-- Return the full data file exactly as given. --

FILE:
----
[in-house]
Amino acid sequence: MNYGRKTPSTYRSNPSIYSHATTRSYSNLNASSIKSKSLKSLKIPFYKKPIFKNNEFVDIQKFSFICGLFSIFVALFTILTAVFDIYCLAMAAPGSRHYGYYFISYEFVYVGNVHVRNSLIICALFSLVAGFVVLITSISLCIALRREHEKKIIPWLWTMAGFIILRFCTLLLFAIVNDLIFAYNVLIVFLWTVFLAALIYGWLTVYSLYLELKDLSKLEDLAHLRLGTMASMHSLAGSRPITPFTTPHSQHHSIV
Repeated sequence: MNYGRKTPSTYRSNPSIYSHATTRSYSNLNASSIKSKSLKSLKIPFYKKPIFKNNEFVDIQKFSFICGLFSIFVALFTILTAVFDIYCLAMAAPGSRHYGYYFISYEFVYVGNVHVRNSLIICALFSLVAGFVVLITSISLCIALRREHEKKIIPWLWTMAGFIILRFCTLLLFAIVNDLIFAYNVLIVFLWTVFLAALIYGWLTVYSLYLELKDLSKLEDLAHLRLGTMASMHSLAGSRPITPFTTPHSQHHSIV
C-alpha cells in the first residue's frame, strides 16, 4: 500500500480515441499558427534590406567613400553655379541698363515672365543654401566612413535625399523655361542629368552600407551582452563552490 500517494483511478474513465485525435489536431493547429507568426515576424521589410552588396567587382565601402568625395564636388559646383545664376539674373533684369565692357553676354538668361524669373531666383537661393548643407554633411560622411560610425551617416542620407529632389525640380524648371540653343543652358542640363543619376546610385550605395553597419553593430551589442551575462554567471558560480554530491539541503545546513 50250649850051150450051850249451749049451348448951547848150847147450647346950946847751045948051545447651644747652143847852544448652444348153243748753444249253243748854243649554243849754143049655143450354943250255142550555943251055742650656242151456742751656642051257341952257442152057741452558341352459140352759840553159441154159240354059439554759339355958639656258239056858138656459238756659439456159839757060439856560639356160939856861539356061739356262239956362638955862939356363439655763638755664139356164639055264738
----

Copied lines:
[in-house]
Amino acid sequence: MNYGRKTPSTYRSNPSIYSHATTRSYSNLNASSIKSKSLKSLKIPFYKKPIFKNNEFVDIQKFSFICGLFSIFVALFTILTAVFDIYCLAMAAPGSRHYGYYFISYEFVYVGNVHVRNSLIICALFSLVAGFVVLITSISLCIALRREHEKKIIPWLWTMAGFIILRFCTLLLFAIVNDLIFAYNVLIVFLWTVFLAALIYGWLTVYSLYLELKDLSKLEDLAHLRLGTMASMHSLAGSRPITPFTTPHSQHHSIV
Repeated sequence: MNYGRKTPSTYRSNPSIYSHATTRSYSNLNASSIKSKSLKSLKIPFYKKPIFKNNEFVDIQKFSFICGLFSIFVALFTILTAVFDIYCLAMAAPGSRHYGYYFISYEFVYVGNVHVRNSLIICALFSLVAGFVVLITSISLCIALRREHEKKIIPWLWTMAGFIILRFCTLLLFAIVNDLIFAYNVLIVFLWTVFLAALIYGWLTVYSLYLELKDLSKLEDLAHLRLGTMASMHSLAGSRPITPFTTPHSQHHSIV
C-alpha cells in the first residue's frame, strides 16, 4: 500500500480515441499558427534590406567613400553655379541698363515672365543654401566612413535625399523655361542629368552600407551582452563552490 500517494483511478474513465485525435489536431493547429507568426515576424521589410552588396567587382565601402568625395564636388559646383545664376539674373533684369565692357553676354538668361524669373531666383537661393548643407554633411560622411560610425551617416542620407529632389525640380524648371540653343543652358542640363543619376546610385550605395553597419553593430551589442551575462554567471558560480554530491539541503545546513 50250649850051150450051850249451749049451348448951547848150847147450647346950946847751045948051545447651644747652143847852544448652444348153243748753444249253243748854243649554243849754143049655143450354943250255142550555943251055742650656242151456742751656642051257341952257442152057741452558341352459140352759840553159441154159240354059439554759339355958639656258239056858138656459238756659439456159839757060439856560639356160939856861539356061739356262239956362638955862939356363439655763638755664139356164639055264738